• Automatic Adaptation to the subject's brain signals may be reflected by automatically updated parameters. For such parameters, the user specifies initial parameter values that may be overwritten at the end of a run. Unless changed by the user, these modified values will be the next run's initial values, and documented as such in that run's data file. As typical examples, consider the Normalizer filter's NormalizerOffsets and NormalizerGains parameters.

Parameter Lines

Parameter lines are a human-readable format used to represent individual parameters in:

The basic format of a parameter line is

Section DataType Name= Value DefaultValue LowRange HighRange // Comment

Note that the = sign must follow the Name field immediately, without white space. However, white space after the = sign is mandatory.

If DataType is list, intlist or floatlist, the format is as follows:

Section DataType Name= (NumValues|Labels) Value(s) DefaultValue LowRange HighRange 
  // Comment

where Labels is a list of textual labels that optionally substitute the number denoted by NumValues. A list of labels is enclosed by {} or [], as in [low medium high]. If DataType is matrix , the format is as follows:

Section DataType Name= (NumRows|RowLabels)
    (NumColumns|ColumnLabels) Value(s) DefaultValue LowRange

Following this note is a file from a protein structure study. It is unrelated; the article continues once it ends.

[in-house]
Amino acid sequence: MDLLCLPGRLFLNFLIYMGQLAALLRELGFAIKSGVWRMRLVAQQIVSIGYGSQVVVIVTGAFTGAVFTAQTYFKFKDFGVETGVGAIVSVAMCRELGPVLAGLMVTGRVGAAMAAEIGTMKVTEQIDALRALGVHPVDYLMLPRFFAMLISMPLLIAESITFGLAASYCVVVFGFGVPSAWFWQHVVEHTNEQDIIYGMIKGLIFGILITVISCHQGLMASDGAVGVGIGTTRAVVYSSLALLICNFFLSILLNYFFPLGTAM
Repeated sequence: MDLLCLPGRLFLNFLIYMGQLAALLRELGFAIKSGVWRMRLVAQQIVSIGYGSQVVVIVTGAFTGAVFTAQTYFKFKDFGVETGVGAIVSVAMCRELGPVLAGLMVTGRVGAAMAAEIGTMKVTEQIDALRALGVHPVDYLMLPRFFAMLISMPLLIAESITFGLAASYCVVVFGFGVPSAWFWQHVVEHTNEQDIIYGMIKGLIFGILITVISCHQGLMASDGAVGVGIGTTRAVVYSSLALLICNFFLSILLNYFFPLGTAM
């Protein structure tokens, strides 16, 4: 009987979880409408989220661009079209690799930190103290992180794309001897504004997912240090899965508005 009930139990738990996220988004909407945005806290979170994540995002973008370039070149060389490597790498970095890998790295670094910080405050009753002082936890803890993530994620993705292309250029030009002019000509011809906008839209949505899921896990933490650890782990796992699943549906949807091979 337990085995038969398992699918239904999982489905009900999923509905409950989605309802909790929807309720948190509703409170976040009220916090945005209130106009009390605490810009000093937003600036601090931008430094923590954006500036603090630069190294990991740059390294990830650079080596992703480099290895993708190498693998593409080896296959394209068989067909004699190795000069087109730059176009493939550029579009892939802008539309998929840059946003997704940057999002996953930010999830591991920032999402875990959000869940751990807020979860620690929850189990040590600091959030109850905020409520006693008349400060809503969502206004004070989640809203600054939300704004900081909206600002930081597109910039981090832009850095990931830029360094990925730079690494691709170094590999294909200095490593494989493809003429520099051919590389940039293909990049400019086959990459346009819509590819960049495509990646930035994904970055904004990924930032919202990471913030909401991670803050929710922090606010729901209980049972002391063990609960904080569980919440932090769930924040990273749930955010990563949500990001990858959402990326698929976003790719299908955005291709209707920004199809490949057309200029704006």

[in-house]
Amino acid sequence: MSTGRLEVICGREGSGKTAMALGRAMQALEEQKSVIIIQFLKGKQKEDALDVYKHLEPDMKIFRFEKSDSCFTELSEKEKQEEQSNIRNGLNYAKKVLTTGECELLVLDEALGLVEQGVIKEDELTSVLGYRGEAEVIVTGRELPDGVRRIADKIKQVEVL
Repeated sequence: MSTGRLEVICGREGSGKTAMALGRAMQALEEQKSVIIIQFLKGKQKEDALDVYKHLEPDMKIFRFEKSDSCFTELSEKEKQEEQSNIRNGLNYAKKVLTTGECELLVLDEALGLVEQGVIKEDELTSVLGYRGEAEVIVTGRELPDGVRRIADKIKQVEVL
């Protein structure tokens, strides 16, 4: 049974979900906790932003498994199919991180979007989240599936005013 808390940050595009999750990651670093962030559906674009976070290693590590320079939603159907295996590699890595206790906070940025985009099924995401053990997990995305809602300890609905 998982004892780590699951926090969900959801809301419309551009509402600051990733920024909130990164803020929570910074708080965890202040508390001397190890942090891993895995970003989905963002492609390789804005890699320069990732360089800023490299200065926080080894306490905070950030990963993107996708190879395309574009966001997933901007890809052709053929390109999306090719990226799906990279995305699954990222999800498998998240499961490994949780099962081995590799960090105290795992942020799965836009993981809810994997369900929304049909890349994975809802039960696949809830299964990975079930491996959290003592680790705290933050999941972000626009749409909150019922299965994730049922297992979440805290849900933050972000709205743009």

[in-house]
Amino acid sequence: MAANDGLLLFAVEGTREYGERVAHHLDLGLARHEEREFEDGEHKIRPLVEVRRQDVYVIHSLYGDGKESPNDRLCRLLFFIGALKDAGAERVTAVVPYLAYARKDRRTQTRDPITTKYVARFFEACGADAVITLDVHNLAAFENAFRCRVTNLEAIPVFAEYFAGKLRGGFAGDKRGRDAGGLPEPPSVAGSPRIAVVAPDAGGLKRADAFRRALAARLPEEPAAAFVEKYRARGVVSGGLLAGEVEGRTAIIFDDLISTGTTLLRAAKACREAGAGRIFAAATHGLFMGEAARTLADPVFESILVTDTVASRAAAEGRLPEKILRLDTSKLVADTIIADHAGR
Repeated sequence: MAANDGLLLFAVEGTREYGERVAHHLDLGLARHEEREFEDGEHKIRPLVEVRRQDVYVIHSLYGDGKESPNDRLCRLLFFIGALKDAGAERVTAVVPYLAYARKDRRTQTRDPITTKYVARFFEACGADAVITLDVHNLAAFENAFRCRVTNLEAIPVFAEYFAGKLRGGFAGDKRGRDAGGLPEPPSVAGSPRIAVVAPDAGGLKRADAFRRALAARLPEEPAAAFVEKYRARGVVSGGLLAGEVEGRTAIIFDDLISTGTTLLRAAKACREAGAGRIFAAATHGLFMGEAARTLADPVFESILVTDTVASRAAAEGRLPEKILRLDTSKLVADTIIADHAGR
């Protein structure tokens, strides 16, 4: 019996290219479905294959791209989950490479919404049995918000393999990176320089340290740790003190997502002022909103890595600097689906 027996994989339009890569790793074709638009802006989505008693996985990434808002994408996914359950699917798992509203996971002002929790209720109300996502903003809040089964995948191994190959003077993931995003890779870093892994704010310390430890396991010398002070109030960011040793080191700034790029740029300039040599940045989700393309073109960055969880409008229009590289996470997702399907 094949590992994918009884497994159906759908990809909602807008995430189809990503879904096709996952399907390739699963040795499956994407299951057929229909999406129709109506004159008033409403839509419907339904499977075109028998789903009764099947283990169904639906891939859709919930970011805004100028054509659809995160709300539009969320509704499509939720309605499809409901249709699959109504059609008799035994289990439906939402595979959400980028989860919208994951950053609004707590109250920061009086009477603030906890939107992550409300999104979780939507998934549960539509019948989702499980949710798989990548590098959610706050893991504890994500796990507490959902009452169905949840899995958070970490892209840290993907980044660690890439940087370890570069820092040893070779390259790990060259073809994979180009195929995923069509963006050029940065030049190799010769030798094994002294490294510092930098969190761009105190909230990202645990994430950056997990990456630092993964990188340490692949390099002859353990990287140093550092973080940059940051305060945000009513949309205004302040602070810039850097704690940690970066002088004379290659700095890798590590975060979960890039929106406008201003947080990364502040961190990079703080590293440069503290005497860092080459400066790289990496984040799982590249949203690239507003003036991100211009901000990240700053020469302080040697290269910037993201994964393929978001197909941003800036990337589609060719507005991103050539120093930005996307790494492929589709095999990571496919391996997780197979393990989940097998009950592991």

HighRange // Comment

where, again, each NumValues entry may be substituted by a list of textual labels. For matrices, values are given in row-major order, i.e. listing values from the first row first, then values from the second row, and so on, as in

Value(0,0) Value(0,1) ... Value(0,m) Value(1,0) Value(1,1) ... Value(1,m) ...

Data Types

The DataType field is not interpreted in a very strict sense. Rather, parameter values are always stored as strings, and converted into numerical values only when accessed as such from BCI2000 modules. For consistency, and to avoid user confusion, the following primitive types should be specified as appropriate:

Primitive Parameter Data Types
Name Description
variant unspecified type
int unlimited range integer value
float unlimited range, arbitrary precision float value
string any string of characters (see the Special characters section for details)

A list or matrix type may be formed from these primitive types when concatenated with list or matrix, as in intlist, stringmatrix. For a list or matrix with entries of unspecified type, use an unprefixed list or matrix rather than variantlist or variantmatrix.